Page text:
Sanskrit dictionarySource: DDSA: The practical Sanskrit-English dictionary
Dāridrya (दारिद्र्य).—[dāridrasya bhāvaḥ ṣyañ] Poverty, indigence; दारिद्र्यदोषो गुणराशिनाशी (dāridryadoṣo guṇarāśināśī) Subhāṣ.
Derivable forms: dāridryam (दारिद्र्यम्).
See also (synonyms): dāridra.Source: Cologne Digital Sanskrit Dictionaries: Shabda-Sagara Sanskrit-English Dictionary
(-dryaṃ) Poverty, indigence. E. daridra poor, ṣyañ aff.Source: Cologne Digital Sanskrit Dictionaries: Benfey Sanskrit-English Dictionary
Dāridrya (दारिद्र्य).—i. e. daridra + ya, n. Poverty, indigence, [Pañcatantra] i. [distich] 12.Source: Cologne Digital Sanskrit Dictionaries: Monier-Williams Sanskrit-English Dictionary
Dāridrya (दारिद्र्य):—[from dāridra] n. poverty, [Mṛcchakaṭikā; Varāha-mihira’s Bṛhajjātaka; Pañcatantra; Hitopadeśa]Source: Cologne Digital Sanskrit Dictionaries: Yates Sanskrit-English Dictionary
Dāridrya (दारिद्र्य):—(dryaṃ) 1. n. Poverty.
[Sanskrit to German]
Sanskrit, also spelled संस्कृतम् (saṃskṛtam), is an ancient language of India commonly seen as the grandmother of the Indo-European language family (even English!). Closely allied with Prakrit and Pali, Sanskrit is more exhaustive in both grammar and terms and has the most extensive collection of literature in the world, greatly surpassing its sister-languages Greek and Latin.
Hindi dictionarySource: DDSA: A practical Hindi-English dictionary
Dāridrya (दारिद्र्य):—(nm) poverty, indigence.
Kannada-English dictionarySource: Alar: Kannada-English corpus
Dāridrya (ದಾರಿದ್ರ್ಯ):—[noun] the condition of being utterly poor; poverty; indigence.
Kannada is a Dravidian language (as opposed to the Indo-European language family) mainly spoken in the southwestern region of India.
See also (Relevant definitions)
Search found 10 books and stories containing Daridrya, Dāridrya; (plurals include: Daridryas, Dāridryas). You can also click to the full overview containing English textual excerpts. Below are direct links for the most relevant articles:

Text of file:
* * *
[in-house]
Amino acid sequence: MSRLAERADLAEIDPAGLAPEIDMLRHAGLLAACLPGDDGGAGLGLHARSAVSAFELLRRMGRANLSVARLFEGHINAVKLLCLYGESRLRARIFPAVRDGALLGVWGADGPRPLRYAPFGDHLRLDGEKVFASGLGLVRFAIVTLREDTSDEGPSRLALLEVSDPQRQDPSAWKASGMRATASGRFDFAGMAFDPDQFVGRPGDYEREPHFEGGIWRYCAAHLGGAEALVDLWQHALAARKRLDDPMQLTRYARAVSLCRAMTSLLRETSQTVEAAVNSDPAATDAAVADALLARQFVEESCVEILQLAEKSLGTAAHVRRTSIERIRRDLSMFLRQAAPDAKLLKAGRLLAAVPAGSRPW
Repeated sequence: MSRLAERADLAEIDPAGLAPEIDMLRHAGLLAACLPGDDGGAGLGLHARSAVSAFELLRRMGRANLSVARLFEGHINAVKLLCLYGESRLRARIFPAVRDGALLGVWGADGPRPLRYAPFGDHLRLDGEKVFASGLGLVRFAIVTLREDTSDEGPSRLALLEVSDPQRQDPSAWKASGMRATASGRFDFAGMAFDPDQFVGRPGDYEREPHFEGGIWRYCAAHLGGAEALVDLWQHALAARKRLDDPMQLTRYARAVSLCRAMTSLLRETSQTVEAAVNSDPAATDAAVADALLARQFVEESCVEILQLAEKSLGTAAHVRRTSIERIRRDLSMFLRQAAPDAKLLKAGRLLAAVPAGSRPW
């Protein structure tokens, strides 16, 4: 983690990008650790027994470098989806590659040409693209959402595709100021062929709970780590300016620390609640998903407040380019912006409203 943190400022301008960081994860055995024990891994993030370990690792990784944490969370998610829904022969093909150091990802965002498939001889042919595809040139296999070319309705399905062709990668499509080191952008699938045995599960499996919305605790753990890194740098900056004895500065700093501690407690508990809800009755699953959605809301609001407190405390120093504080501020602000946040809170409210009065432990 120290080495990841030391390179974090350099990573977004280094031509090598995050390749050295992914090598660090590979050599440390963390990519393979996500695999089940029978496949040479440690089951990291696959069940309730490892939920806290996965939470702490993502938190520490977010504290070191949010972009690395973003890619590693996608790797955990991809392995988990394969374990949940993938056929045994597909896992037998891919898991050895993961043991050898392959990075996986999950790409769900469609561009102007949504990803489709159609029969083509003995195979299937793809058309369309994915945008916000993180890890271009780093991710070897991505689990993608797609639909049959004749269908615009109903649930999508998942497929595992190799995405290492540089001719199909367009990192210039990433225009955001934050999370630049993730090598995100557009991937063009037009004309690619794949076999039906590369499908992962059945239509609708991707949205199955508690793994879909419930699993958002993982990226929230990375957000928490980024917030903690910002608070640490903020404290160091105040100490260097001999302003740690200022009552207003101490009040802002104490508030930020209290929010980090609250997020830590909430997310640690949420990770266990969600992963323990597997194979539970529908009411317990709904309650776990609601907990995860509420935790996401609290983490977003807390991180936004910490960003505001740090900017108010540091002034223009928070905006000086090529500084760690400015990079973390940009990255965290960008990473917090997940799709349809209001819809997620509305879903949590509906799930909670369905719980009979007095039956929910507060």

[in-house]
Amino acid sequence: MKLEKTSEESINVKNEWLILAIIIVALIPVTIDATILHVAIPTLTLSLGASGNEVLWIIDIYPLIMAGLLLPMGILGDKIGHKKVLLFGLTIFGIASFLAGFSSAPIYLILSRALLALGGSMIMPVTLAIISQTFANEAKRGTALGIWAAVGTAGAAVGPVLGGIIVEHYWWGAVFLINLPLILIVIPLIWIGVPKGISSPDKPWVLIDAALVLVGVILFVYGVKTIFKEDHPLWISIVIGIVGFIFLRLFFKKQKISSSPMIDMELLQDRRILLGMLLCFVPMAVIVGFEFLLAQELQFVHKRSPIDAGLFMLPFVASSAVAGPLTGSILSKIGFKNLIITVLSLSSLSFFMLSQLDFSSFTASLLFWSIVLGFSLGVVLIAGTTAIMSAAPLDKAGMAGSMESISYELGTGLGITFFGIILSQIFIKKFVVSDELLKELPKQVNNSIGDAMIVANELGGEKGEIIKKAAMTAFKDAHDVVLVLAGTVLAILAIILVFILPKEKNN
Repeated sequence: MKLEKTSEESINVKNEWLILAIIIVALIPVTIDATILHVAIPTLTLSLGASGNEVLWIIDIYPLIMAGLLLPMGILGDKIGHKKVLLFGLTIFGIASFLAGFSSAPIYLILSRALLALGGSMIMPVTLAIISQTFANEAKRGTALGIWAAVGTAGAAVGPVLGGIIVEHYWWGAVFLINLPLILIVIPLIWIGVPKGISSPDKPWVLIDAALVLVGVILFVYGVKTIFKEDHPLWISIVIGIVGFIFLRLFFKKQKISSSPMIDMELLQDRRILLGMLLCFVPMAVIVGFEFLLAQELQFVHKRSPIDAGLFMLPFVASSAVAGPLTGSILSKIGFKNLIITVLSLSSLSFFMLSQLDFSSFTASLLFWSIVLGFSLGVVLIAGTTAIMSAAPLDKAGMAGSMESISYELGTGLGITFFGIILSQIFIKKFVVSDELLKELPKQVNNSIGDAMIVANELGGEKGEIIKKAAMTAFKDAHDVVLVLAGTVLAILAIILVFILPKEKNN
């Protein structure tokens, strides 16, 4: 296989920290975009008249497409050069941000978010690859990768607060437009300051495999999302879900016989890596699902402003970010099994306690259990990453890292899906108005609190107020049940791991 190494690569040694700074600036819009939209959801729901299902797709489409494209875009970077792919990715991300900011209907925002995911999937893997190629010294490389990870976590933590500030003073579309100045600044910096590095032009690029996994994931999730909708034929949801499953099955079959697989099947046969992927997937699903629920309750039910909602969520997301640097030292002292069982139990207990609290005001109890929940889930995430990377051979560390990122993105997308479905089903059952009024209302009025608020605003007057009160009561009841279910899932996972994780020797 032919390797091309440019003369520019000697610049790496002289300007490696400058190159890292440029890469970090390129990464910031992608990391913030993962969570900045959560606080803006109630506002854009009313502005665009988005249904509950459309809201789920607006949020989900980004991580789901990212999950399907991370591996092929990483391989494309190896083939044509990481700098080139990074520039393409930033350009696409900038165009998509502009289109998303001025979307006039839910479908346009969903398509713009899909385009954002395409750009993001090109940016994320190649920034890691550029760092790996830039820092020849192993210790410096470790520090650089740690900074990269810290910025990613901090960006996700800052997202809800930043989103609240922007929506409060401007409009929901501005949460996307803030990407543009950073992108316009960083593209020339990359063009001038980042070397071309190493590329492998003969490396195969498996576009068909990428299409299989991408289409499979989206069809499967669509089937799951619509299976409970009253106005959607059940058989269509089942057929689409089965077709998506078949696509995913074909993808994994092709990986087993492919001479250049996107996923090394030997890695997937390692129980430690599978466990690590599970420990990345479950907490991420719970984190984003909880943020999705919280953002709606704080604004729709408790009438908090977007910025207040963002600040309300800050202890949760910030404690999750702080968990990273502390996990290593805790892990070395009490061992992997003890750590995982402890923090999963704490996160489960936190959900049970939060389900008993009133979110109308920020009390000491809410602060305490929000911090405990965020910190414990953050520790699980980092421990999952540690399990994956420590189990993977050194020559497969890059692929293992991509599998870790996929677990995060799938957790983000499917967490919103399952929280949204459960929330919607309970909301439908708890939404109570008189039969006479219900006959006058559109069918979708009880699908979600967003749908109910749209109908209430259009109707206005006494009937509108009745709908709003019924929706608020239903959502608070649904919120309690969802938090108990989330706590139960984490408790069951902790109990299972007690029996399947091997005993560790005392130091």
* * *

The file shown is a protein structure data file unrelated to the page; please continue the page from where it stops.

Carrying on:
Rig Veda (translation and commentary) (by H. H. Wilson)
Rig Veda 1.46.6 < [Sukta 46]
Rig Veda 5.82.4 < [Sukta 82]
Rig Veda 8.45.36 < [Sukta 45]
Sahitya-kaumudi by Baladeva Vidyabhushana (by Gaurapada Dāsa)
Text 10.58 < [Chapter 10 - Ornaments of Meaning]
Text 4.42 < [Chapter 4 - First-rate Poetry]
Chaitanya Bhagavata (by Bhumipati Dāsa)
Verse 3.5.54 < [Chapter 5 - The Pastimes of Nityānanda]
Verse 2.16.115 < [Chapter 16 - The Lord’s Acceptance of Śuklāmbara’s Rice]
Verse 1.9.7 < [Chapter 9 - Nityānanda’s Childhood Pastimes and Travels to Holy Places]
Vedic influence on the Sun-worship in the Puranas (by Goswami Mitali)
Part 11 - Savitṛ (the Healer) < [Chapter 2 - Salient Traits of the Solar Divinities in the Veda]
Maha Prajnaparamita Sastra (by Gelongma Karma Migme Chödrön)
Part 3 - Punishments for theft < [Section I.2 - Abstaining from theft]
Act 10.8: The Sahā universe transforms into jewels < [Chapter XV - The Arrival of the Bodhisattvas of the Ten Directions]
III. Exhortations to the practice of the six perfections (pāramitā) < [Part 3 - Establishing beings in the six perfections]
The Practice Manual of Noble Tārā Kurukullā (by Dharmachakra Translation Committee)